The Cambridge Companion to Lucretius
Stuart Gillespie, Philip Hardie
Cambridge University Press, Oct 18, 2007 - History
Lucretius' didactic poem De rerum natura ('On the Nature of Things') is an impassioned and visionary presentation of the materialist philosophy of Epicurus, and one of the most powerful poetic texts of antiquity. After its rediscovery in 1417 it became a controversial and seminal work in successive phases of literary history, the history of science, and the Enlightenment. In this 2007 Cambridge Companion experts in the history of literature, philosophy and science discuss the poem in its ancient contexts and in its reception both as a literary text and as a vehicle for progressive ideas. The Companion is designed both as an accessible handbook for the general reader who wishes to learn about Lucretius, and as a series of stimulating essays for students of classical antiquity and its reception. It is completely accessible to the reader who has only read Lucretius in translation.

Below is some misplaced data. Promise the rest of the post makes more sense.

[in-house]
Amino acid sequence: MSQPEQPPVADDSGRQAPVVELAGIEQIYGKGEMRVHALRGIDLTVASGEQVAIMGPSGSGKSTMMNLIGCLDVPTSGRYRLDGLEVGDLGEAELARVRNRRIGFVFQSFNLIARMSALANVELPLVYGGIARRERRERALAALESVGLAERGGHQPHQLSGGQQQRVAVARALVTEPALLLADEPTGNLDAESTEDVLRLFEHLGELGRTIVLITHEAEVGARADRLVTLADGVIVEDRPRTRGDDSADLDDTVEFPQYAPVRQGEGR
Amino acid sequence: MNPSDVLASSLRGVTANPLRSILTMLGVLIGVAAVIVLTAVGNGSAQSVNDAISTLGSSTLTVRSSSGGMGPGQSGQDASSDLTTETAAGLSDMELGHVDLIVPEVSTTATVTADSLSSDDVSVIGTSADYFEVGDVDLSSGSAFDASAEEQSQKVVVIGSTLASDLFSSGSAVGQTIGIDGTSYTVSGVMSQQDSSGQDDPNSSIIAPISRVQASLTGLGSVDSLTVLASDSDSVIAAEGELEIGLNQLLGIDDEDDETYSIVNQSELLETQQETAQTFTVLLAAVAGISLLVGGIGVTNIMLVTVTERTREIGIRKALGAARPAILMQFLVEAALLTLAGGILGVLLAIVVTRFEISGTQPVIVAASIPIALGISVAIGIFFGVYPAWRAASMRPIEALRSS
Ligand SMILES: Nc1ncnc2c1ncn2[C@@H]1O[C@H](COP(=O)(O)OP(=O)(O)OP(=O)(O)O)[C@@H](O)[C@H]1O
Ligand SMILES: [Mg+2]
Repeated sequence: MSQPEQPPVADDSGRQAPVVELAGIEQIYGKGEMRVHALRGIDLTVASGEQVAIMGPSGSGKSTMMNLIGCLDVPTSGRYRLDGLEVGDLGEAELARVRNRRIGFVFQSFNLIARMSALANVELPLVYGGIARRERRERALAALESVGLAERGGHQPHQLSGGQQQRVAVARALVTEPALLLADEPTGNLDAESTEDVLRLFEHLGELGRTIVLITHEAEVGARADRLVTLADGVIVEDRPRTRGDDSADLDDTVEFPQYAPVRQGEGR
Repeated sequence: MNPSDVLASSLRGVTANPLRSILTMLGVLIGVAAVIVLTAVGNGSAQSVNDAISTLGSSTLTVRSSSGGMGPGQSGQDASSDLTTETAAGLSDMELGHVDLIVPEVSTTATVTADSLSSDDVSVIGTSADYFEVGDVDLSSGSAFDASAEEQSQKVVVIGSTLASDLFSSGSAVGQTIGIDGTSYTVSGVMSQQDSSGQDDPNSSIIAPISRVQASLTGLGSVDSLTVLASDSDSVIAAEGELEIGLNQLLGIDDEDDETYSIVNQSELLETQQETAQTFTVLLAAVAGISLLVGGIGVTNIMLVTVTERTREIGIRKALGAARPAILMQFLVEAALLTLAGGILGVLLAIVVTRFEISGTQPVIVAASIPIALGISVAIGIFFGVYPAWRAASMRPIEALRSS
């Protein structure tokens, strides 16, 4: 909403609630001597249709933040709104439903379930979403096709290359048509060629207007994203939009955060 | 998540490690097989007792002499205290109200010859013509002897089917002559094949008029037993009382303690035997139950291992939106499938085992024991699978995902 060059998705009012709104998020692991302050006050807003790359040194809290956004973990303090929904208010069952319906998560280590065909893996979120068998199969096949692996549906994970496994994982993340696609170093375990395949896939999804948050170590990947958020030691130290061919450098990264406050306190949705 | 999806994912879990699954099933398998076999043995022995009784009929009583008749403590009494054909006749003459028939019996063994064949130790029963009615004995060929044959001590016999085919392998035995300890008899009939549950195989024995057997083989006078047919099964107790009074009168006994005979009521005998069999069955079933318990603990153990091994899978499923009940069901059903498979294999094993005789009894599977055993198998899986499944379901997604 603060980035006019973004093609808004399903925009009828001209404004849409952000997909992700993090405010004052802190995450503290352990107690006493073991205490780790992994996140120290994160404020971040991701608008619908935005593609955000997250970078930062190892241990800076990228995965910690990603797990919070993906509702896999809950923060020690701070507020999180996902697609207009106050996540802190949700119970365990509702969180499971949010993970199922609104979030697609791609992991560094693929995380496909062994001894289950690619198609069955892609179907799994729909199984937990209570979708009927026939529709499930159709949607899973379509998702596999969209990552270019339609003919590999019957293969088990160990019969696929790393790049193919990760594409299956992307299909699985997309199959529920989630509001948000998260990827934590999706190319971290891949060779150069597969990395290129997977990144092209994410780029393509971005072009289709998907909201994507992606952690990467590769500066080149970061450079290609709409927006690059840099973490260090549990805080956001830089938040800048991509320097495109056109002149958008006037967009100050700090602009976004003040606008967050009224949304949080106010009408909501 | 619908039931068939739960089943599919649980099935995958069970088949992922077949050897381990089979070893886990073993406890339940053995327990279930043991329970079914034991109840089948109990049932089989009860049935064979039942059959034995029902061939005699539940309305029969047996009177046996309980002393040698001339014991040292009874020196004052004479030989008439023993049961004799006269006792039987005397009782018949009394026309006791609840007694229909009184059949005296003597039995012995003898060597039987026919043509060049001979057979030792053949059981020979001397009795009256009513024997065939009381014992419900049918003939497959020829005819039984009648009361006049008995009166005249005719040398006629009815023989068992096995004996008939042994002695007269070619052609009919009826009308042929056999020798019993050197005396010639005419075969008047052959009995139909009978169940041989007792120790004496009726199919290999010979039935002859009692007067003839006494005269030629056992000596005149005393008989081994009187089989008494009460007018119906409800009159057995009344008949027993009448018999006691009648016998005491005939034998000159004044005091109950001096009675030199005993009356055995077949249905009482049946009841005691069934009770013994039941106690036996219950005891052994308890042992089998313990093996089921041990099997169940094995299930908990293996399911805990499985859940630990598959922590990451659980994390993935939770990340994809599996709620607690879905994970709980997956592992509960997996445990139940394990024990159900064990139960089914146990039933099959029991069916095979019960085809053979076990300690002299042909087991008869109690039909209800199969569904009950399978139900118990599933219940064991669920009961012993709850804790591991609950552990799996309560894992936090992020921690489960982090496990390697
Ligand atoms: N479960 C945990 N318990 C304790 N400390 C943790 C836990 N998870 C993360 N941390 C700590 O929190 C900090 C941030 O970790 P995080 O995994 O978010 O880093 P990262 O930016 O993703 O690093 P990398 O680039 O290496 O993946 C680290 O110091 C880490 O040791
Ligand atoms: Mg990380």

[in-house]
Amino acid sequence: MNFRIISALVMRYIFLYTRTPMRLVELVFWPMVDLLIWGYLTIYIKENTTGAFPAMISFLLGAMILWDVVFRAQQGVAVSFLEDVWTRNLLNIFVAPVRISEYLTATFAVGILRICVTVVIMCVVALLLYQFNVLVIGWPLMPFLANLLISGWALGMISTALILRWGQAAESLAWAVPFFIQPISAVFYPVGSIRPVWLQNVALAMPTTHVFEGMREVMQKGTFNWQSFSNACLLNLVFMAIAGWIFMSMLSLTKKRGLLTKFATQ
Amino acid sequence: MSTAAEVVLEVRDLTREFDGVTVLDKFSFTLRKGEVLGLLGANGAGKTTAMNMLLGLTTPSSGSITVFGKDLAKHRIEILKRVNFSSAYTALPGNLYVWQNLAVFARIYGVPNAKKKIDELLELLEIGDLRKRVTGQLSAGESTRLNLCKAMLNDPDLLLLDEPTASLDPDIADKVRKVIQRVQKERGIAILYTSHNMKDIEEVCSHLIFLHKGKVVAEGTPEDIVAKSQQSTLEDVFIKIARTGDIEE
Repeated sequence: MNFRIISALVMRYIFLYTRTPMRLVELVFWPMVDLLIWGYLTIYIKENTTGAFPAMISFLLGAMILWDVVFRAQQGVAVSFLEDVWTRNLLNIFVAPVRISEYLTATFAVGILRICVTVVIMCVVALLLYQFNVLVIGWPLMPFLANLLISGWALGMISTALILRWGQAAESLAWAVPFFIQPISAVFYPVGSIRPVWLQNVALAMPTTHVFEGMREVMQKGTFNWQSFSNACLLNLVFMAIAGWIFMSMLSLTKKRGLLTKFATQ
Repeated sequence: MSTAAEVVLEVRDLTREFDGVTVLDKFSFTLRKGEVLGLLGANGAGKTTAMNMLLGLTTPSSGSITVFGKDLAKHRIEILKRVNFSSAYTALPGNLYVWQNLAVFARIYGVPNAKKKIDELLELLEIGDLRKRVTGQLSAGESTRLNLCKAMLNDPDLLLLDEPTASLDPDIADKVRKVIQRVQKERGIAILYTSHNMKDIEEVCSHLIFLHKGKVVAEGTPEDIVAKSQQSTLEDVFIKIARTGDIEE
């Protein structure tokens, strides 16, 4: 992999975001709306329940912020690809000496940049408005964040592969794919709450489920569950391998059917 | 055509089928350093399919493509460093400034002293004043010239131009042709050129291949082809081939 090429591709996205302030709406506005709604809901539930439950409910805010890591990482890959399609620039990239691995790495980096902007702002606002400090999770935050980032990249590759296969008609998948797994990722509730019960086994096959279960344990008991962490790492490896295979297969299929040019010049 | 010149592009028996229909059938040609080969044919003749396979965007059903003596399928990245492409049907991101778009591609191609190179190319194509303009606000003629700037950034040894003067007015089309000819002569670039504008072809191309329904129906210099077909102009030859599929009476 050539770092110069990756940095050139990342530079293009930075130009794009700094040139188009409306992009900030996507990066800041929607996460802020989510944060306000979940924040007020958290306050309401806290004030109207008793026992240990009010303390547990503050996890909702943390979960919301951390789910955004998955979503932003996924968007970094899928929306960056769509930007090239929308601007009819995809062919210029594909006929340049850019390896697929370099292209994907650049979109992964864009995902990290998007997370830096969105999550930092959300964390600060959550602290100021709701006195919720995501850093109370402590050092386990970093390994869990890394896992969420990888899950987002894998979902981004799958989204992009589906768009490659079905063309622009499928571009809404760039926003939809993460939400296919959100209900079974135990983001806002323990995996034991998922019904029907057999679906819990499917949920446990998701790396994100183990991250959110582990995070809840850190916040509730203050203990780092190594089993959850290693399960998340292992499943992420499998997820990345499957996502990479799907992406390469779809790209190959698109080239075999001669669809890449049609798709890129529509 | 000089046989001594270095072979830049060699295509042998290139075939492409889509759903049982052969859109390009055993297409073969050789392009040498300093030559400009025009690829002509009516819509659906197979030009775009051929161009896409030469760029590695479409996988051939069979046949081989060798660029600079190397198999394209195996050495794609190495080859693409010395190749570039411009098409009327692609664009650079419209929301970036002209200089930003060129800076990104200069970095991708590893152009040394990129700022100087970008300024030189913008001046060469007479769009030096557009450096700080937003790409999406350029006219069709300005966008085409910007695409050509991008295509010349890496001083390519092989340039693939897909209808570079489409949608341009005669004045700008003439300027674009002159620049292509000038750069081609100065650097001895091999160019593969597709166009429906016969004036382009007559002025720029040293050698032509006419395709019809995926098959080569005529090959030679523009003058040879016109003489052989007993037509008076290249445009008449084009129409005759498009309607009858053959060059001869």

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Aeneid ancient Anti-Lucretius argument atheism atomistic atoms Augustan Bacon Book Catullus century Christian Cicero conﬂict contemporary context critique deﬁnes Democritus Descartes didactic discussion divine DRN’s Dryden early earth echoes edited Empedocles English Enlightenment Ennius epic Epicurean Epicurus Essay Evelyn fear of death ﬁgure ﬁnal ﬁnd ﬁre ﬁrst Gassendi Georgics gods Greek Hardie Herculaneum hexameter Homer Horace human hymn ideas imitated inﬁnite inﬂuence Kant Kenney later Latin lines literary Longinus Lucretian Lucretius Lucy Hutchinson Marullus material Memmius mind modern Montaigne Montaigne’s moral nature Ovid passage Philodemus philosophical physical plague pleasure poem poem’s poet poet’s poetic poetry Polignac political proem reader recent reﬂect religion religious rerum rhetorical Roman Rome Schiesaro scientiﬁc Sedley sense signiﬁcance soul speciﬁc STUART GILLESPIE sublime superstition theory things tion tradition translation universe uoluptas Venus verse Virgil vision void Voltaire writing